Rahm Emanuel releases several years’ worth of e-mails, and other Chicago news

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Mayor Rahm Emanuel at the Chicago City Council meeting on December 14 - SANTIAGO COVARRUBIAS/SUN-TIMES
  • Santiago Covarrubias/Sun-Times
  • Mayor Rahm Emanuel at the Chicago City Council meeting on December 14

Welcome to the Reader's morning briefing for Friday, December 23, 2016. Happy holidays!

  • Weather: Rain and/or snow possible

Friday is supposed to be rainy, with a high of 37 and a low of 33. Showers of rain and/or snow are possible in the afternoon and evening. [AccuWeather]

  • Surprise: Mayor Rahm Emanuel releases e-mails, bans use of private e-mail for city business

Mayor Rahm Emanuel surprised Chicagoans by releasing a collection of his e-mails from a Gmail account and another personal e-mail account, mayor_re@rahmemail.com. The mayor also introduced a ban on city workers "using their private or other non-city email accounts for the transaction of public business." There are some interesting tidbits in the e-mails that the Better Government Association and the Tribune have been fighting to access for more than a year. Emanuel "often used his private email accounts to pitch stories to journalists at the New York Times and to New Yorker magazine editor David Remnick," according to the Sun-Times. He also wrote "I love you a lot" in a 2011 e-mail to now-governor Bruce Rauner. [Sun-Times] [Tribune]

  • "Bored, broke and armed": Going inside gang life with the New York Times

The vast majority of the nearly 3,500 shootings in the city so far in 2016 are gang related, according to authorities. The New York Times explores the realities of gang life in Chicago by profiling a few members in the months after a truce between gangs was reached at New Beginnings Church in June. "But if we're sitting here bored, getting high and we got guns around, it ain't nothing else to do," a Black Disciple member told the paper. [New York Times]

  • Outgoing senator Mark Kirk says the GOP is now "one and the same with Donald Trump"

Republican senator Mark Kirk is getting ready to leave office after losing his seat to Democratic U.S. representative Tammy Duckworth in the November election. A longtime vocal critic of president-elect Donald Trump and a self-proclaimed member of the "moderate middle," Kirk says that the Republican Party is changing. "I think now the party is one and the same with Donald Trump—that the moderate establishment that I represented very much has a distance from the president-elect," he told the Tribune. He finds the polarized politics of today "frustrating, saying, "There is truth in both parties. Democrats are true in being socially tolerant. Republicans are true in being so fiscally conservative. And that is a necessary balance for the country to move forward in the 22nd century," he said. [Tribune]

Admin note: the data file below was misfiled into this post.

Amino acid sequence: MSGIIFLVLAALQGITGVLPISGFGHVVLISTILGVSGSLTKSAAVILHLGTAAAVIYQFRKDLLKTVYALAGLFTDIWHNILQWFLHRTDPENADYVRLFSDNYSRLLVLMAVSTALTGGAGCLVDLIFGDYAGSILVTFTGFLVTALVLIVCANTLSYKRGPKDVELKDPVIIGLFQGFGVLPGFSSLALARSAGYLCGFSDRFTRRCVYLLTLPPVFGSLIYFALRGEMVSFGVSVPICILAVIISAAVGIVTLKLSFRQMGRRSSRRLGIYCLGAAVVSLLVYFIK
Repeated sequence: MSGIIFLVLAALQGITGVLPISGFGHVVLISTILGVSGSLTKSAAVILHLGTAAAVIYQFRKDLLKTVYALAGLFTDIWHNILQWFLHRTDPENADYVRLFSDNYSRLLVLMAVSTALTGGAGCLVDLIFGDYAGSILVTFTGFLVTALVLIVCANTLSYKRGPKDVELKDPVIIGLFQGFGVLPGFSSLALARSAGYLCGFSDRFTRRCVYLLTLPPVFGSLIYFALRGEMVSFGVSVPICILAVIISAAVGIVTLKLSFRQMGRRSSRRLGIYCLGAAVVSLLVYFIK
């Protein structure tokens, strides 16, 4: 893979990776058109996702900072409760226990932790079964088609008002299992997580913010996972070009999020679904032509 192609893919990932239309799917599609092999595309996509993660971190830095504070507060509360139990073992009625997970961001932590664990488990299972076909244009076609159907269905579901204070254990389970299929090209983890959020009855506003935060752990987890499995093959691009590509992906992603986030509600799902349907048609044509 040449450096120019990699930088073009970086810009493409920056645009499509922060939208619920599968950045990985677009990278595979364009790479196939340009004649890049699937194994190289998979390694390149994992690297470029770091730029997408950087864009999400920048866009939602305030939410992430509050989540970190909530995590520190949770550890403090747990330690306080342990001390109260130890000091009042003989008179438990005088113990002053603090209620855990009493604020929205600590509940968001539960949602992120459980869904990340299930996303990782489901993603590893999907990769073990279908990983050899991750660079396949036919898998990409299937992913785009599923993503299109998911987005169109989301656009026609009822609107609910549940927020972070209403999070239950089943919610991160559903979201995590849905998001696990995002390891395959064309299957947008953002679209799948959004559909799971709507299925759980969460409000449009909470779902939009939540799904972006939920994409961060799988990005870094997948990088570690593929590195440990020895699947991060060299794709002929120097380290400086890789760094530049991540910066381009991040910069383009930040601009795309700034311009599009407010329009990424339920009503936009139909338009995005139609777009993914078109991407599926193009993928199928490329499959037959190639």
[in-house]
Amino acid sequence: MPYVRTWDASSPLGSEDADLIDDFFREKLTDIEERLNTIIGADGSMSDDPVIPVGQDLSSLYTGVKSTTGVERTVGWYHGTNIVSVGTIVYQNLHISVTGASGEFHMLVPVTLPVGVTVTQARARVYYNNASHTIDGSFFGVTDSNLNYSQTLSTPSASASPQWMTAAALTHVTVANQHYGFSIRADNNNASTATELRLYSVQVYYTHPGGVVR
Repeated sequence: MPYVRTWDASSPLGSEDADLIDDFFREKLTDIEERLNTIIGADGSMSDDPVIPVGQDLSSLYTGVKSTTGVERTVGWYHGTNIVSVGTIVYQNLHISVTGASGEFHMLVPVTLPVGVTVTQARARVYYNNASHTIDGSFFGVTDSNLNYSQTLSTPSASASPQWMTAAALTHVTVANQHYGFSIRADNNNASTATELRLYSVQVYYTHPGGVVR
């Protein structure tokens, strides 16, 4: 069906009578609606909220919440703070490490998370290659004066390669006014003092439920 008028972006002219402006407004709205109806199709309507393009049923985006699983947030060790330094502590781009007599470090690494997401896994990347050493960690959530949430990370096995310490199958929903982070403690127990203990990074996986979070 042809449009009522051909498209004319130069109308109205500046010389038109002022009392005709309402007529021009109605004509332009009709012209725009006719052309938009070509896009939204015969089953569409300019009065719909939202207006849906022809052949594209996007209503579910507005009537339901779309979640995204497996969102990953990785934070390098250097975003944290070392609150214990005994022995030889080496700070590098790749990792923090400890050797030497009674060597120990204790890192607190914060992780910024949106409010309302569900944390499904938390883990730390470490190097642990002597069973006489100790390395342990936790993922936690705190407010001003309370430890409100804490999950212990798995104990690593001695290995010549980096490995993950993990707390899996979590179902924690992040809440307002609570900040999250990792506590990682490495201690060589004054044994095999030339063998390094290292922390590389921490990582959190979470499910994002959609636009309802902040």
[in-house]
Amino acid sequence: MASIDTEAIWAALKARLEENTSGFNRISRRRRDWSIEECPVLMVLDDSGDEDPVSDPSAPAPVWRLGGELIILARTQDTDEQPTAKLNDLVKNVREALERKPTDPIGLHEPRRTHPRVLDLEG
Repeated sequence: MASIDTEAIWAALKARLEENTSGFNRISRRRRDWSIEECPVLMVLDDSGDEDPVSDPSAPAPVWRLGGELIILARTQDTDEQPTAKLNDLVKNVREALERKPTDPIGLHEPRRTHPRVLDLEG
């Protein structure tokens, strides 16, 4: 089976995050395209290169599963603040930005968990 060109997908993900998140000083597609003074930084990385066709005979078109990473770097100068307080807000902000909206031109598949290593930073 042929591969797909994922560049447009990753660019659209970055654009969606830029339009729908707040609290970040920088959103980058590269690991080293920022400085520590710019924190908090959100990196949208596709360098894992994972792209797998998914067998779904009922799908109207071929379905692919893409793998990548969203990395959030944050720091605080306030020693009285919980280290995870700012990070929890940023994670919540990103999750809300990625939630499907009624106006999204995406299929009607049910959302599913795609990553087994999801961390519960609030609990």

• Ex-Congressman Aaron Schock wants his corruption trial delayed until July

Former U.S. representative Aaron Schock and his legal team are asking to delay his corruption trial until July because they are not prepared, according to Politico. "The government has not informed the defendant of the identity of the 100 potential witnesses, and the government has not as of this time provided the defendant with any discovery related to these potential witnesses," his attorneys wrote in a filing. The Republican politician from Peoria was indicted on 24 criminal counts in November. [Politico]

  • Mavis Staples gives personal interview, "felt empty" after Prince's death

Music legend Mavis Staples jumped and wanted to do a cartwheel when she heard that she'd receive a Kennedy Center Honors award this year. "I never thought—I never dreamed—that they would call me, that they would honor me. I'm just Mavis. These are giants," she told WBEZ in an interview. Other tidbits: Losing fellow music icon Prince was tough for the soul and gospel singer. "I couldn't believe it. I could not get myself together. My heart, I just felt empty," she said. [WBEZ]


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